Your Two Biggest Enemies

March 10, 2014 — 2 Comments

As a spiritual leader you have two formidable enemies. Each picks at you daily, constantly, relentlessly.

If left unchallenged each will undermine your ability to lead people onto God’s agenda.

What are these two enemies? It’s not your culture. Or whatever -ism is in vogue this year. Or problems in your organization. Or other well-intentioned leaders vying for power or control (of course they would never say it quite that way).

Henri Nouwen, in The Way of the Heart, a classic work on authentic spirituality that mines the insights of 4th and 5th century desert fathers and mothers of our common faith, suggests that the two main enemies of the spiritual life are anger and greed.

Anger and greed are by-products of my compulsive self — my false self, or old nature — that craves affirmation from constant activity and others’ approval. Nouwen writes:

Whether I am a pianist, a businessman or a minister, what matters is how I am perceived by my world. If being busy is a good thing, then I must be busy. If having money is a real sign of freedom, then I must claim my money. If knowing many people proves my importance, I will have to make the necessary contacts. The compulsion manifests itself in the lurking fear of failing and the steady urge to prevent this by gathering more of the same — more work, more money, more friends.

[These compulsions] are the inner side of a secular life, the sour fruits of our worldly dependencies. What else is anger than the impulsive response to the experience of being deprived? When my sense of self depends on what others say of me, anger is a quite natural reaction to a critical word. And when my sense of self depends on what I can acquire, greed flares up when my desires are frustrated. Thus greed and anger are the brother and sister of a false self fabricated by the social compulsions of an unredeemed world.

I’m taking some time this week to reflect on the impact anger and greed have on my leadership. A mentor once told me, “Ken, people can’t follow anger.” James tells us that the anger of man does not achieve the righteousness of God.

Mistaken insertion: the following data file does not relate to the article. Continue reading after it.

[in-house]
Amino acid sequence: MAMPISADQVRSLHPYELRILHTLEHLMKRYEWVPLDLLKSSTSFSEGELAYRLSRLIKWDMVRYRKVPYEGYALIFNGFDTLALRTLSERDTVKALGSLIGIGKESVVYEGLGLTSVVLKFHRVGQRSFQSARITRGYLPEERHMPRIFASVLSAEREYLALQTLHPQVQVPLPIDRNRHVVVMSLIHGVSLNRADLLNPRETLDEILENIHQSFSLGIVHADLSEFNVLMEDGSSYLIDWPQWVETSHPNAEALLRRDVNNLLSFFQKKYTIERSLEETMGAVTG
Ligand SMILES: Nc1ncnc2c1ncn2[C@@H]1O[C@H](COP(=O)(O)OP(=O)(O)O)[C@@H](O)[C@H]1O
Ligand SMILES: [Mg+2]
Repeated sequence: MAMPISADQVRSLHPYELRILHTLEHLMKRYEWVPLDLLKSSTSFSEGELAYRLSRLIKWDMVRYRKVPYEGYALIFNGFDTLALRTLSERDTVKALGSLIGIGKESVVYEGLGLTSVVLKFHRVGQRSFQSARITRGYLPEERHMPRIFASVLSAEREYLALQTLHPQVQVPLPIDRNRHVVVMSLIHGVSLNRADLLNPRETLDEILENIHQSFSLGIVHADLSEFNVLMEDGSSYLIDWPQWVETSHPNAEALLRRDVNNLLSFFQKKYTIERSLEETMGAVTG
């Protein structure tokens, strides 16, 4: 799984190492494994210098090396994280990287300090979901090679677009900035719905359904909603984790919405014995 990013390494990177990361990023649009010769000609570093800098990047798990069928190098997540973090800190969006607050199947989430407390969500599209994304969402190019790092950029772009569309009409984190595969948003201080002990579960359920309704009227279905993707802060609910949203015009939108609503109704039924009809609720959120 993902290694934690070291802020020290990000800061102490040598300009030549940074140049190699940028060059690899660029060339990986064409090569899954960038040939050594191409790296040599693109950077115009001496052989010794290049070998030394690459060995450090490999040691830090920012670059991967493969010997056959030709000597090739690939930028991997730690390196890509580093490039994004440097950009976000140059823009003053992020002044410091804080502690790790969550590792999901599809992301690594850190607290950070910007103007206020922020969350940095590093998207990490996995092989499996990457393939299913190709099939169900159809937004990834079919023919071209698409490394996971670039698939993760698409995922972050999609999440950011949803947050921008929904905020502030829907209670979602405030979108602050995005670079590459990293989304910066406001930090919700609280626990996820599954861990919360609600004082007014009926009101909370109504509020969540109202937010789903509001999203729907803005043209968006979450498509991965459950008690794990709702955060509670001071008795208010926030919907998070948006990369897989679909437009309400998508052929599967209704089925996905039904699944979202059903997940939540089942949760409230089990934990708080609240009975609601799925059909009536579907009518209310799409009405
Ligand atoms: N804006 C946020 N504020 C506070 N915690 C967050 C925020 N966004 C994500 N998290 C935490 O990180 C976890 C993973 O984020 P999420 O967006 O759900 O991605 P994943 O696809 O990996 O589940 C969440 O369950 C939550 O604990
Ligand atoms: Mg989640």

How do you fight against these two enemies of your leadership? 

 

2 responses to Your Two Biggest Enemies

  1. Ken,

    Thank you for your insightful words and putting the spot light on the deeper streams of our hearts.

    I am very much in the school of learning my own heart but for me first its to be aware that I am angry…I never ceased to be surprised at the power of self deception and denial.

    Next as I realize that something is going on in my heart..to take that to Jesus and sit with it with Him…I seek to Imagine or better said see with the eyes of faith that I am in His presence and begin to look at what is in my heart with Him..like opening a box and seeing whats inside, asking Him to help me see what are the desires and longings that the anger or hurt is pointing to..then as that comes a little more in focus acknowledging and owning what I find there good and bad..finally then to ask Him what I can do..one step today with Him..in light of that desire or that longing.

    Sometimes the anger is at myself, which often points out deeper pride issues in my heart, often it is at my circumstances which points to my own feelings or powerlessness, sometimes it is leveled on others… Regardless sitting there with Jesus and asking Him to reveal the deeper desires and to give me just one step forward..often can turn the anger I feel that would other wise poison my engagement with others into an indicator, a light on my dashboard revealing deeper heart issues of pride, fear, and feelings of powerlessness. Being aware of the indicator can then lead to receiving from Him deeper understanding and one way or step to express those deeper heart desires and to engage the day from the heart with Him…

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